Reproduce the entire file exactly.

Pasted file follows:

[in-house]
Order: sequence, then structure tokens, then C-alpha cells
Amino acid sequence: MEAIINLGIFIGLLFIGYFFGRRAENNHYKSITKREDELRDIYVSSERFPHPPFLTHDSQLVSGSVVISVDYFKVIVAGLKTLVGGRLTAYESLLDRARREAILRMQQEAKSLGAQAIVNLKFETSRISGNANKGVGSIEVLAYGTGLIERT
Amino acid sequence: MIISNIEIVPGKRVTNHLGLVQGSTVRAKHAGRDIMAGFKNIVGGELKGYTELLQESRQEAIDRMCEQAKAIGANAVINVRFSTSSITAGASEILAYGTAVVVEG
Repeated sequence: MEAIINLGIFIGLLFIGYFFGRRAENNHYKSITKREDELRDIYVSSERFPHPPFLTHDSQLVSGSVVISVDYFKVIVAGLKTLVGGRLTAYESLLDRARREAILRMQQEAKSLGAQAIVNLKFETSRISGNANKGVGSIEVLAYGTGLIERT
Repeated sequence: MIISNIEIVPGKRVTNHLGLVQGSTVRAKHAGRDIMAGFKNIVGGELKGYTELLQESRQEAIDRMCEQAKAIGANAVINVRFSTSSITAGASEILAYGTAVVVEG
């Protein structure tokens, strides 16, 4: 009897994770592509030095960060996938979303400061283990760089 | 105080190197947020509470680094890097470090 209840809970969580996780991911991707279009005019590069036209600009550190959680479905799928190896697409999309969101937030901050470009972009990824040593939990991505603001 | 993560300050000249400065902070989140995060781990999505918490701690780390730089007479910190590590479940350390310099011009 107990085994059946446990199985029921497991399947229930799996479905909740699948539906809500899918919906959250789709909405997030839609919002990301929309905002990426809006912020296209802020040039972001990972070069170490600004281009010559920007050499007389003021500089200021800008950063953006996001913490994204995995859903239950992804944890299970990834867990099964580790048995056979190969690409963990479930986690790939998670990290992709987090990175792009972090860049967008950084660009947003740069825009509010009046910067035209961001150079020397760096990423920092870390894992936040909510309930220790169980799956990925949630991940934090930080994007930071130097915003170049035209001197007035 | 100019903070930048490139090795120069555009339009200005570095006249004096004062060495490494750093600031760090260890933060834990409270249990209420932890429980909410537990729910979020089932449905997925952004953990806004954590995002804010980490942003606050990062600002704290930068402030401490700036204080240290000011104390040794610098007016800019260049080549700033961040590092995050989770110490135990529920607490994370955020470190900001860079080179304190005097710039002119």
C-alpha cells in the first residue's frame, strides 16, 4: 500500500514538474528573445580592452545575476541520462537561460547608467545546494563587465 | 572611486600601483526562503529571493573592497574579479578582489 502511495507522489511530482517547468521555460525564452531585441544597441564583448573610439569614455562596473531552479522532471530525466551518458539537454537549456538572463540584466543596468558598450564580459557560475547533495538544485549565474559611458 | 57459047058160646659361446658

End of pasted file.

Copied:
[in-house]
Order: sequence, then structure tokens, then C-alpha cells
Amino acid sequence: MEAIINLGIFIGLLFIGYFFGRRAENNHYKSITKREDELRDIYVSSERFPHPPFLTHDSQLVSGSVVISVDYFKVIVAGLKTLVGGRLTAYESLLDRARREAILRMQQEAKSLGAQAIVNLKFETSRISGNANKGVGSIEVLAYGTGLIERT
Amino acid sequence: MIISNIEIVPGKRVTNHLGLVQGSTVRAKHAGRDIMAGFKNIVGGELKGYTELLQESRQEAIDRMCEQAKAIGANAVINVRFSTSSITAGASEILAYGTAVVVEG
Repeated sequence: MEAIINLGIFIGLLFIGYFFGRRAENNHYKSITKREDELRDIYVSSERFPHPPFLTHDSQLVSGSVVISVDYFKVIVAGLKTLVGGRLTAYESLLDRARREAILRMQQEAKSLGAQAIVNLKFETSRISGNANKGVGSIEVLAYGTGLIERT
Repeated sequence: MIISNIEIVPGKRVTNHLGLVQGSTVRAKHAGRDIMAGFKNIVGGELKGYTELLQESRQEAIDRMCEQAKAIGANAVINVRFSTSSITAGASEILAYGTAVVVEG
């Protein structure tokens, strides 16, 4: 009897994770592509030095960060996938979303400061283990760089 | 105080190197947020509470680094890097470090 209840809970969580996780991911991707279009005019590069036209600009550190959680479905799928190896697409999309969101937030901050470009972009990824040593939990991505603001 | 993560300050000249400065902070989140995060781990999505918490701690780390730089007479910190590590479940350390310099011009 107990085994059946446990199985029921497991399947229930799996479905909740699948539906809500899918919906959250789709909405997030839609919002990301929309905002990426809006912020296209802020040039972001990972070069170490600004281009010559920007050499007389003021500089200021800008950063953006996001913490994204995995859903239950992804944890299970990834867990099964580790048995056979190969690409963990479930986690790939998670990290992709987090990175792009972090860049967008950084660009947003740069825009509010009046910067035209961001150079020397760096990423920092870390894992936040909510309930220790169980799956990925949630991940934090930080994007930071130097915003170049035209001197007035 | 100019903070930048490139090795120069555009339009200005570095006249004096004062060495490494750093600031760090260890933060834990409270249990209420932890429980909410537990729910979020089932449905997925952004953990806004954590995002804010980490942003606050990062600002704290930068402030401490700036204080240290000011104390040794610098007016800019260049080549700033961040590092995050989770110490135990529920607490994370955020470190900001860079080179304190005097710039002119």
C-alpha cells in the first residue's frame, strides 16, 4: 500500500514538474528573445580592452545575476541520462537561460547608467545546494563587465 | 572611486600601483526562503529571493573592497574579479578582489 502511495507522489511530482517547468521555460525564452531585441544597441564583448573610439569614455562596473531552479522532471530525466551518458539537454537549456538572463540584466543596468558598450564580459557560475547533495538544485549565474559611458 | 57459047058160646659361446658